where x1 = T in °C, x2 = UV in mW∙cm−2, x3 = pH. Multiple linear regression interpolation parameters were R2 = 0.97 and Q2 = 0.92. Here, R2 represents the fraction of the variation of the response explained by the model and Q2 is the fraction of the variation of the response that can be predicted by the model. More generally, R2 and Q2 provide the summary of the fit of the model: R2 is an overestimated and Q2 an underestimated measure of the goodness of the fitting of the model. Both of these values are rather close to 1, thus indicating that the regression model provides an excellent description of the relationship between the independent variables and the response. The fitting equations can be plotted in an isoresponse plot. In Fig. 4 the effect of each experimental parameter on a single variable can be clearly appreciated, as well as the great potential of the DoE technique for the deconvolution of the single contributions within a multisensing device.

Figure 4: Fitted response surfaces for the multivariate chemometric model.

The isoresponse plots show the effect of the experimental variables (x1 = T in °C, x2 = UV in mW∙cm−2, x3 = pH) of the measured responses (y1 = capacitance, y2 = resistance, y3 = current).

To further support the statistical model, a cross-validation process was carried out. This process is a model validation technique useful to assess how the outcome of a chemometric model can be generalized to an independent data set. To this purpose, the software generated some new experiments to be done, and also predicted the result that should be obtained experimentally. The model can be considered valid if the obtained experimental results for these further runs are adherent to the predicted result with 95% confidence. In our case, the obtained experimental results were closely co-related with the predicted data, meaning that the chemometric model that we developed is robust and valid (see Table S2 in the Supplementary Information).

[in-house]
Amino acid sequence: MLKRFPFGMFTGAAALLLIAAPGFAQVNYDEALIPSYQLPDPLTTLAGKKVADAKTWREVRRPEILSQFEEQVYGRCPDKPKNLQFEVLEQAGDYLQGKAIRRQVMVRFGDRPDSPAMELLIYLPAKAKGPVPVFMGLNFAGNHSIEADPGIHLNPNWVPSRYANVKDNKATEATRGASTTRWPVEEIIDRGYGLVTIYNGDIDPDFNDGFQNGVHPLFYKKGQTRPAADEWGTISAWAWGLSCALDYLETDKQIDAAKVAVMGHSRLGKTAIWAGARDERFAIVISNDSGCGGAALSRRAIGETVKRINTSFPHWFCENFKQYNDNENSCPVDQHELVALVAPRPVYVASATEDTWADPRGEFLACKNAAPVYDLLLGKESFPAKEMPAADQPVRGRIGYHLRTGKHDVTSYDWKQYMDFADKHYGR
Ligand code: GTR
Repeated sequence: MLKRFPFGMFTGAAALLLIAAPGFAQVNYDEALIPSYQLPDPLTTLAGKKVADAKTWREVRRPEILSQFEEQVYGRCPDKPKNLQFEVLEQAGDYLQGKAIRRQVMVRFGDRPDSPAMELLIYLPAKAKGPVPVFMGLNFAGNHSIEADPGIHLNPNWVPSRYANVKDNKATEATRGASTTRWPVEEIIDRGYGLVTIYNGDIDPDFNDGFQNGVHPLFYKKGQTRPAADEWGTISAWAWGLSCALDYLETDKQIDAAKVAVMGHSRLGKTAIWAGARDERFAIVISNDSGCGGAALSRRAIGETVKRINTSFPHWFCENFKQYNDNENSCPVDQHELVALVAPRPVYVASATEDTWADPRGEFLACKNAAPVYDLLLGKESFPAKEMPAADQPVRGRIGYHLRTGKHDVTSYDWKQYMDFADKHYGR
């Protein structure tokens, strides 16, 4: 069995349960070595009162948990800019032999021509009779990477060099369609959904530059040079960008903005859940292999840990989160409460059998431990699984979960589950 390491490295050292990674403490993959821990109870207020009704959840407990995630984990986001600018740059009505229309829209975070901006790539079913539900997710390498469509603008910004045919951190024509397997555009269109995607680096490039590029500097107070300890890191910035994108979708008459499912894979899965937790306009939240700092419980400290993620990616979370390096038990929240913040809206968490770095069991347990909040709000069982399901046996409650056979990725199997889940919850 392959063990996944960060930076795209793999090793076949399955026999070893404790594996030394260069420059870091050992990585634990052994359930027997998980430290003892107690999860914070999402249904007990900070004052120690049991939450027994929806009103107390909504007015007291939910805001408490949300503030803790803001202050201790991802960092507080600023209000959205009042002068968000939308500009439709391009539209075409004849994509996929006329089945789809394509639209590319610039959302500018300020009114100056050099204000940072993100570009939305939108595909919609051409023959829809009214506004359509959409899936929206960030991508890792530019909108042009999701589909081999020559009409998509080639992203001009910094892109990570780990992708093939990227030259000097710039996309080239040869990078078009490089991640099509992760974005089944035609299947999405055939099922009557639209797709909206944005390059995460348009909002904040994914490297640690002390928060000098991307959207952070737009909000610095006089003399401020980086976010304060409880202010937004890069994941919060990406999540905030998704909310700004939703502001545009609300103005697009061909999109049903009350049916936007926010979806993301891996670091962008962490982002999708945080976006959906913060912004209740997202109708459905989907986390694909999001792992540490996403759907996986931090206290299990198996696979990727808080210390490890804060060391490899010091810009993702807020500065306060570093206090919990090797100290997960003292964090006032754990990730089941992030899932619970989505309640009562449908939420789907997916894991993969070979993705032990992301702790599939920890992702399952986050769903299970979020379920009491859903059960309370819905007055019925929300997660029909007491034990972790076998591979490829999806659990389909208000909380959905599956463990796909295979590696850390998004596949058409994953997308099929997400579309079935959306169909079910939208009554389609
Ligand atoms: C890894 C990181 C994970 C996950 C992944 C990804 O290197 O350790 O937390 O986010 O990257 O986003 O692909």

The chemometric model presented in this section allows to confidently predict the response of the proposed multisensor, based on a ZnO/gold junction, in terms of current, resistance and capacitance, also allowing the distinction between contributions of different input variables.


We demonstrated a powerful method to understand and then predict the behavior of a semiconductor/metal junction in a multisensing approach. This work is also a clear proof-of-concept about the fabrication of a real-time measurement device based on single ZnO μ-wire/gold junction, which allows multifunctional sensing. Furthermore, the ease of the multisensor assembly, based on EIBJ and DEP techniques, ensures the reproducibility and the re-use of the final device. These features, along with the capability of testing and predicting the device in a wide range of experimental conditions, are all key features for sensors development. Specifically, a quick prediction of the sensor output, in different experimental scenarios (i.e., the behavior of the ZnO/gold junction under different stimuli), can be obtained without the need of testing all of them. By changing the mathematical boundary conditions, plenty of distinct experimental situations can be modeled prior to or alternatively to experimental measurements.

It is noteworthy that modeling the behavior of this multisensing device is a complex multidisciplinary task. Nevertheless, our simplified model, with its assumptions and approximations, is capable to faithfully and accurately reproduce the experimental curves. This fact underlines the robust predictive potentialities of our multiparametric sensor model in different experimental conditions. Moreover, a multivariate chemometric investigation further confirmed the model and it was also useful for the formulation of the three equations that correlate the measured responses with the individual external stimuli.